State says nobody has a right to sell the drafts on the open market for a profit, as this infringes on the state's right to keep an asset 'of deep symbolic significance' that belongs to the state and the public.01:40 27.11.15 | 0 comments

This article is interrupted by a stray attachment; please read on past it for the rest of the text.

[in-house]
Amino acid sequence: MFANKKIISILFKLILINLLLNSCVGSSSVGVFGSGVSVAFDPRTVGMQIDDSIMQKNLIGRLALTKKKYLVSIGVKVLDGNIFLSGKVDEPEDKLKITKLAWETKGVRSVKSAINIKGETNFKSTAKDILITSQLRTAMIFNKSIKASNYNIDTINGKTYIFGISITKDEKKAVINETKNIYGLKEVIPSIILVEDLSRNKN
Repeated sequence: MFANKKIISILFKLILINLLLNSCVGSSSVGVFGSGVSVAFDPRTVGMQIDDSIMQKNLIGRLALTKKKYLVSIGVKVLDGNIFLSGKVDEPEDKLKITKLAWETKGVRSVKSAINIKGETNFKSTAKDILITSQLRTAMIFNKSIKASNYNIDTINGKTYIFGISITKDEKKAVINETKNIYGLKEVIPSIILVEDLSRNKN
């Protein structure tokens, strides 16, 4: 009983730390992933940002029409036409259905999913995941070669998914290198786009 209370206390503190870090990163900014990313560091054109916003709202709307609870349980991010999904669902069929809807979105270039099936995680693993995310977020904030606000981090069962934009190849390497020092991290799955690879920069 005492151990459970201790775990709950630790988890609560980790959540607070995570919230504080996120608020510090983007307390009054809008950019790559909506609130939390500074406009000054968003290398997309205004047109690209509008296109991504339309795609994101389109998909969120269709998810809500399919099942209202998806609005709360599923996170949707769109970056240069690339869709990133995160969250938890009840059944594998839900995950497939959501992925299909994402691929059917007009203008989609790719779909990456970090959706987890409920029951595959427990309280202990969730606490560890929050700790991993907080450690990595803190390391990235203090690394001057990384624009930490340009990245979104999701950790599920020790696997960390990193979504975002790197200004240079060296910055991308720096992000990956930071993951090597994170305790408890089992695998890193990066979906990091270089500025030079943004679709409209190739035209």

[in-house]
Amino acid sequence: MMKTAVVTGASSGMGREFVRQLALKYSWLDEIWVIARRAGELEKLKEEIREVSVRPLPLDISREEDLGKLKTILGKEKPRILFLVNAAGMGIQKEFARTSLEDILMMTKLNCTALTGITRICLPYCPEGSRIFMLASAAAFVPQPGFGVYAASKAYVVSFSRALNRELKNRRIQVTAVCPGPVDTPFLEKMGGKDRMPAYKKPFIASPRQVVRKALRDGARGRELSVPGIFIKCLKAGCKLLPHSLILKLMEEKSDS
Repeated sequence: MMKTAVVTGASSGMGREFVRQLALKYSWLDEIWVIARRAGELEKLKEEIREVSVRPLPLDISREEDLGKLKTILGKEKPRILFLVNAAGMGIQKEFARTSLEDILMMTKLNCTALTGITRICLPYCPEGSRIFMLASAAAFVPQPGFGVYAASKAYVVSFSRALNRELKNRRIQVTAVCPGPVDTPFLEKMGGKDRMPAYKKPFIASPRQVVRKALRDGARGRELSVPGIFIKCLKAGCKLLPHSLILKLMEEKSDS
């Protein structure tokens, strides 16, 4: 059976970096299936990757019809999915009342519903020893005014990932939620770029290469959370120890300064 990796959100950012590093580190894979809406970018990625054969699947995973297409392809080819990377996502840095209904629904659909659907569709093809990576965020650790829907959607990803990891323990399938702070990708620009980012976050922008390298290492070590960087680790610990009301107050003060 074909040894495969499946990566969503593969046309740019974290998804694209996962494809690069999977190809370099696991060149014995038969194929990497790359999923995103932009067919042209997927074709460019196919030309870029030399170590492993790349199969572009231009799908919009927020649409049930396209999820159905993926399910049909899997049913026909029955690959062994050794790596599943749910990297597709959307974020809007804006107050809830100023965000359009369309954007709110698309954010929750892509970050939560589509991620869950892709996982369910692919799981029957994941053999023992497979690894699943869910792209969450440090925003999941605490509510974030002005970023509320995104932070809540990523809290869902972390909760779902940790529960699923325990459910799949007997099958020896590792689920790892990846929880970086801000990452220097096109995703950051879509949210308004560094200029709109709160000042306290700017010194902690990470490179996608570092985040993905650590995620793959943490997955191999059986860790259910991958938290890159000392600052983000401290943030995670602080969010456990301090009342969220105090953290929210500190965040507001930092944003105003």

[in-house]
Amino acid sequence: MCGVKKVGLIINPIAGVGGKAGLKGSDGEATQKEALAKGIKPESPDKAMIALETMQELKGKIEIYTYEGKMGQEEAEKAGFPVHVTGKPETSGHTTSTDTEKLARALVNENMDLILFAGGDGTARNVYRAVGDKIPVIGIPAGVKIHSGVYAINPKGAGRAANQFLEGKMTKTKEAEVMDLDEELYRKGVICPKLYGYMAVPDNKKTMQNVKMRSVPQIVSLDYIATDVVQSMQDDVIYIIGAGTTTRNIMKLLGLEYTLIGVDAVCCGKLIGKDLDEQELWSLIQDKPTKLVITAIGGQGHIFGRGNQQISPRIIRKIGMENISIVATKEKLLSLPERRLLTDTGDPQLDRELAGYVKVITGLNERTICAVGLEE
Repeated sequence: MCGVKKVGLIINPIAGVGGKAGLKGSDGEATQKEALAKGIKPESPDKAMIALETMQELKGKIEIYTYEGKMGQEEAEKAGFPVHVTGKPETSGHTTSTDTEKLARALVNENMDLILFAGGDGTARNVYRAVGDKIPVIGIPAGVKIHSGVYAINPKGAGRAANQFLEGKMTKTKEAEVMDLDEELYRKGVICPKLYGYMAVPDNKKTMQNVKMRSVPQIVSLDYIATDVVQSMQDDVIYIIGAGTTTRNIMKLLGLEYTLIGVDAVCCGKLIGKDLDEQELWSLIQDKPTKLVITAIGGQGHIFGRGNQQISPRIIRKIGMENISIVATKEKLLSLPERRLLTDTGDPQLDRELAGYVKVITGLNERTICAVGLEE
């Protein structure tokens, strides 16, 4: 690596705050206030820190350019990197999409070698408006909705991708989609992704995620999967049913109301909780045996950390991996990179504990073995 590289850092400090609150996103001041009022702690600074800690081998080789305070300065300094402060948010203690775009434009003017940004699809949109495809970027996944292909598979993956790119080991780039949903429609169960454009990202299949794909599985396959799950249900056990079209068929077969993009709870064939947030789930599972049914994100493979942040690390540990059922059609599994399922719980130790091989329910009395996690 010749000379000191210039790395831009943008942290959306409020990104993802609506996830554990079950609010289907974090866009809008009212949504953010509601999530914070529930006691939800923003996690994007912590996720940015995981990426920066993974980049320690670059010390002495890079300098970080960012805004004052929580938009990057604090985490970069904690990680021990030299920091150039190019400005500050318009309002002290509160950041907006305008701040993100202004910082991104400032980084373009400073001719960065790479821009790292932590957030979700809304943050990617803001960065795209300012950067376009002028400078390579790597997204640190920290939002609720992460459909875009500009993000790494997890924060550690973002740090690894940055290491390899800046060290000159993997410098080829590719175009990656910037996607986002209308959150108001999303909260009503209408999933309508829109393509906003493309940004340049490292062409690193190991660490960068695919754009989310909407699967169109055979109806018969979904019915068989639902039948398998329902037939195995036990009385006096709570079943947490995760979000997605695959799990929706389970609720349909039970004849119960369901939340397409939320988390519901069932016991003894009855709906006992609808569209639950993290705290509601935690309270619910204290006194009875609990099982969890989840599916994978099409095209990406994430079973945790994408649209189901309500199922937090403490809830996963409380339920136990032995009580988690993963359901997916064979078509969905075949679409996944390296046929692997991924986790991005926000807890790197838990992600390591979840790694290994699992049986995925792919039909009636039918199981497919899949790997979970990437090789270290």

I cannot figure out how you got the idea that Kassams were the only problem--The following is an overall observation of the killings and woundings of Iraeli citizens since Oslo, the timespan you so dearly love to refer to. "Half of All Israeli Terror Victims Died in Six Years of Oslo War by Tzvi Ben Gedalyahu and Nissan Ratzlav-Katz (IsraelNN.com) Arab terrorists have killed 864 Israelis and wounded more than 14,000 others since they launched the Oslo War, also known as the Second Intifada, in October 2000. The number of terrorism fatalities represents half of the 1,635 citizens who died in terrorist attacks since the establishment of the State of Israel in 1948. The statistics were reported Thursday by the National Insurance Institute (Bituach Leumi) in a press release ahead of Memorial Day, which falls on Monday. Arab terrorists have killed 864 Israelis and wounded more than 14,000. The Almagor terror victims' organization also recently released figures showing that no fewer than 177 innocent citizens, mostly Israeli Jews, were murdered in recent years in attacks perpetrated by terrorists freed from Israeli jails. In 30 separate attacks by rescidivist terrorists, scores of Israelis were also seriously wounded. The Palestinian Authority decision to launch the Oslo War in 2000 followed PA leader Yasser Arafat's refusal of an offer from then-Prime Minister Ehud Barak for a new Arab state. Barak was ready to surrender more than 90 percent of lands in Judea, Samaria and Gaza, including much of Jerusalem in exchange for commitments from Arafat. In December 2000, Imad Falouji, the PA Communications Minister at the time, said that the sustained terrorist campiagn "was already planned ever since [Yasser Arafat's] return from the last talks at Camp David, at which he stood up to President Clinton and firmly rejected the American terms." A visit by former Prime Minister Ariel Sharon to the Temple Mount, Judaism's holiest site, just a few days after the first attack by PA militiamen on their IDF counterparts in a joint patrol, was later used by Arafat as propaganda for inciting further attacks. The PA later dubbed their terror war the "Al-Aksa Intifada," in a reference to one of the mosques on the Temple Mount. The Oslo Peace Accords, which gave the Oslo War its name, were negotiated in Oslo, Norway, and signed in September 1993. The set of agreements set out to solve the Israeli-Arab conflict by providing the leadership of the Palestine Liberation Organization (PLO) with guns and land in exchange for assurances of peace. At the signing ceremony in Washington, US President Bill Clinton called the Oslo Accords a "brave gamble." Prime Minister Yitzhak Rabin admitted in an October 1994 speech in Casablanca that the Oslo initiative was a "calculated risk for peace."